Portuguese man-of-war can pack a powerful punch

December 28, 2016

Don’t touch or come in contact with the blue “bubbles” that wash on shore

Many interesting things wash ashore along the beaches of South Walton. Often we find interesting creatures within the beach wrack and the tide often washes in beautiful seashells.

However, there is one creature, the Portuguese Man o’ War (Physalia physalis), also known as man-of-war, or bluebottle that is not a fun critter to come in contact with. Although spectacular to behold with its blue “bubble,” it is not safe to touch and can pack a powerful sting, both in the water and after it has washed ashore. The long tentacles can still sting even though the man-o-war appears to be dead.

The man-of-war, like other well-known jellyfish, with its conspicuous float and trailing tentacles, according to scientists is not a true jellyfish (true jellyfish are belong to the class Scyphozoa). Furthermore, the man-of-war is not a single animal. It is actually a colony of numerous organisms called polyps (or zooids).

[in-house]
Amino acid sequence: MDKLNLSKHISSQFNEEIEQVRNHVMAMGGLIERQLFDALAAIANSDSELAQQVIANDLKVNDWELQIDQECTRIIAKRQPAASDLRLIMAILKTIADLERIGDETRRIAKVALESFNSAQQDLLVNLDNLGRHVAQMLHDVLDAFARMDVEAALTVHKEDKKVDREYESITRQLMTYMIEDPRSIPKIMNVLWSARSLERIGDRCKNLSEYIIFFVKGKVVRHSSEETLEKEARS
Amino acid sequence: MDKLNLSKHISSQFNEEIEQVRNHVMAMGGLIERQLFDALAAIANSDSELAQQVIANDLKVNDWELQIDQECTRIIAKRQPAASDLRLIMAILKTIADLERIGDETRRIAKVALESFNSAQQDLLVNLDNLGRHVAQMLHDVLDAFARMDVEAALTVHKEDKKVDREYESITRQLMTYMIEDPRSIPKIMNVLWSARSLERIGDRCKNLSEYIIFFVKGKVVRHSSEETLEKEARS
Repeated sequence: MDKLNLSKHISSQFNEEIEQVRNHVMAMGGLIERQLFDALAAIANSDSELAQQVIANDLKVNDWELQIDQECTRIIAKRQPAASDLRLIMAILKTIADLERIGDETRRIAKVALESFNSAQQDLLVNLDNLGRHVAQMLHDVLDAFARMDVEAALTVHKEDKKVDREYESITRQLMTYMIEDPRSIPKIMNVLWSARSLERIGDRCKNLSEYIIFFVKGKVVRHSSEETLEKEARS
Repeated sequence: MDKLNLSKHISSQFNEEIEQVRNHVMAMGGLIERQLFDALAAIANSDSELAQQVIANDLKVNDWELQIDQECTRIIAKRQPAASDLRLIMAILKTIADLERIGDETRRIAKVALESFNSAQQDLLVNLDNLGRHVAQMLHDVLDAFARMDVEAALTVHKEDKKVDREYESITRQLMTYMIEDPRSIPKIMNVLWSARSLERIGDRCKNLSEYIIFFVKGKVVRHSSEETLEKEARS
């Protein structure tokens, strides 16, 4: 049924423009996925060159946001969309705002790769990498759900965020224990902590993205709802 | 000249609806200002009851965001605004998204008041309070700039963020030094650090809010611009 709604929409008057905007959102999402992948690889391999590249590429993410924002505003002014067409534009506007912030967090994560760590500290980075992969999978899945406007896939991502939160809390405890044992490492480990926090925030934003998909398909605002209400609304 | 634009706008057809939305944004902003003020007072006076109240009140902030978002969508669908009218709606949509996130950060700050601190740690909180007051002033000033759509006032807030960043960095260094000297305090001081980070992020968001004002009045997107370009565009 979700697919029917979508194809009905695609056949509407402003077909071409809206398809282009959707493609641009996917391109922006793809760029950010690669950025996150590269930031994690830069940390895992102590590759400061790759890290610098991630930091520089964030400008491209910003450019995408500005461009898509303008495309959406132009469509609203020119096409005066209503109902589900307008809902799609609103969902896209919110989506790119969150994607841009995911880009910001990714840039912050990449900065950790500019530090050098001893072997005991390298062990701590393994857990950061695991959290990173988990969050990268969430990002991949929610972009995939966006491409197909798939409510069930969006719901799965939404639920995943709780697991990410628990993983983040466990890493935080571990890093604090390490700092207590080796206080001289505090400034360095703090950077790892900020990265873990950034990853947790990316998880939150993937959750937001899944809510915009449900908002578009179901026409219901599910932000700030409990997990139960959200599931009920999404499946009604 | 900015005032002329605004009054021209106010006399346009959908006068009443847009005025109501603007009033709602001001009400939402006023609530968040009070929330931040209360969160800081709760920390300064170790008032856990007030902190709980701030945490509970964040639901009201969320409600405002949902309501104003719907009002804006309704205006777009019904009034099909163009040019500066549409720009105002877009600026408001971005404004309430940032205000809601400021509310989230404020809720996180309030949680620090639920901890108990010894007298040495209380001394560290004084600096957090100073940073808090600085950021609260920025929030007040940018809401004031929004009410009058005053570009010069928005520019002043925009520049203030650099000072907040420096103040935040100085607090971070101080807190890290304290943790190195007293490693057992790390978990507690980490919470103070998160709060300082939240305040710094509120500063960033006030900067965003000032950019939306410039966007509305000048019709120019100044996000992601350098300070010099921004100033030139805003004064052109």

If you are stung, although very painful, the sting is rarely fatal. Here is a guide to dealing with a man-o-war’s sting:
• Pick off any visible tentacles with a gloved hand, stick, or anything handy, being careful to avoid further injury.
• Rinse the sting thoroughly with salt water to remove any adhering tentacles.
• Apply ice for pain control.
• Irrigate exposed eyes with copious amounts of room temperature tap water for at least 15 minutes. If vision blurs, or the eyes continue to tear, hurt, swell, or are light-sensitive after irrigating, see a doctor.
• Do not rub any creams, alcohol or vinegar on affected areas.
• If the sting is severe or victim appears to have additional symptoms seek medical assistance.

Information courtesy South Carolina Department of Natural Resources